A look at the book list on Sarah Sundin’s website indicates that Through Waters Deep is her eighth published book. In her acknowledgments section in the book she mentions that she is new to mystery writing. Well, I never would have guessed that while reading this book, and am glad that she has another mystery in this Waves of Freedom series in the works. While Ms Sundin is described as a World War II author, this was also her first book about the Navy. She was quite brave to take on a new genre and a new area of research simultaneously, and she pulled it off marvelously.
Through Waters Deep is set in 1941, as America struggles in its decision as to whether to enter another war or to refrain unless directly attacked. Emotions run high on both sides of the argument. There are some who might take matters into their own hands, arranging circumstances to sway public opinion. Mary Sterling, a secretary in the Boston Navy Yard, an unlikely detective, is pulled into the intrigue of identifying a saboteur who might be trying to do just that. Ensign Jim Avery, a high school friend of Mary’s, supports her investigation even though he is anxious about her safety, and wonders about the possibility of a budding romance; that is until the vibrant Quintessa , Mary’s best friend and Jim’s high school crush, arrives on the scene. Sabotage, mystery, and romance, all ingredients for a great read, are included in just the right combination.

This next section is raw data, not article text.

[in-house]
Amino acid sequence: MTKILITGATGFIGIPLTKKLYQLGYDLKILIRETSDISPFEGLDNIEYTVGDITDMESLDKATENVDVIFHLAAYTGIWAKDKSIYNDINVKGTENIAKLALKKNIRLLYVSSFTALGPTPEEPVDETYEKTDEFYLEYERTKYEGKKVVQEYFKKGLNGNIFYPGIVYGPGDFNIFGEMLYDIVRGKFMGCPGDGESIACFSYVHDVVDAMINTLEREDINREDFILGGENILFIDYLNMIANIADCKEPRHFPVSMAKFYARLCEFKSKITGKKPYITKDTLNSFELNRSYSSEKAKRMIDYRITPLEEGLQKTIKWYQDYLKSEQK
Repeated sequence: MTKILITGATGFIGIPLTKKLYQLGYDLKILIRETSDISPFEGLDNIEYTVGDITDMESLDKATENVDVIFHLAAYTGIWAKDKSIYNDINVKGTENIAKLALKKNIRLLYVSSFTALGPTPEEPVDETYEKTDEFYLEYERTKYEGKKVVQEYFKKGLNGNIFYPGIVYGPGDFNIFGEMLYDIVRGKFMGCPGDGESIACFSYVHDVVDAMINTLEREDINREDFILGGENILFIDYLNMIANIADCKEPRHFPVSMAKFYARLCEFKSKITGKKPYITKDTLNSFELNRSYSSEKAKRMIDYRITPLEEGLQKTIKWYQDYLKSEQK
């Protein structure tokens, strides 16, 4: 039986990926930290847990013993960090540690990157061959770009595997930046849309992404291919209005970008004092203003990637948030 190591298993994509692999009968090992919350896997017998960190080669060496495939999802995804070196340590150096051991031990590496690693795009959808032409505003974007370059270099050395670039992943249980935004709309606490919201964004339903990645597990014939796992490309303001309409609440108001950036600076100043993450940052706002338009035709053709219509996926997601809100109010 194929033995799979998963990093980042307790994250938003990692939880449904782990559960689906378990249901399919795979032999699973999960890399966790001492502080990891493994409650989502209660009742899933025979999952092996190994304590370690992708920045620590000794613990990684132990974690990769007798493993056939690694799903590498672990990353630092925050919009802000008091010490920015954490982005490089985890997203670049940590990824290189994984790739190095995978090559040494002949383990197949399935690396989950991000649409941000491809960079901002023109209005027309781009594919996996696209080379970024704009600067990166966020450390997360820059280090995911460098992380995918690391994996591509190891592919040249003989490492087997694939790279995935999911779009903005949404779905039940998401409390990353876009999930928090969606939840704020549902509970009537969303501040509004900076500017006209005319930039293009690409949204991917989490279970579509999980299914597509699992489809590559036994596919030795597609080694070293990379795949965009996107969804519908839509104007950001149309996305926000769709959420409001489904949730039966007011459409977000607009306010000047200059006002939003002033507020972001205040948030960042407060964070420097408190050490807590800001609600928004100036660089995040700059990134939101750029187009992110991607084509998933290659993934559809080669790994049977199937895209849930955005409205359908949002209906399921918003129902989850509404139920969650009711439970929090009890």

I loved that the mystery is introduced on the first page of the story. Sundin’s pool of suspects is like the ripples from tossing a stone into a pond, every growing circles, with a bulls-eye forming in the center. The circumstances surrounding the mystery and the events that unfold are plausible, and there is no magically pulling out new facts or characters at the end in order to solve the mystery. Red herrings are seamlessly woven into the story. Sundin followswhat P.D. James refers to as the fair play rule. The information that is available to the detective is also available to the reader, but clues are provided with “deceptive cunning.”
The research that went into writing Through Waters Deep is well evident. Sundin’s care to use era appropriate vocabulary, especially in naming places in Boston, demonstrates her detailed research, as does her knowledge and use of naval terminology. The feel she got from exploring ships, climbing inside naval gun mounts, and touring Boston, including historical Charlestown, comes through, heightening the reader’s senses as they are immersed in the story’s setting.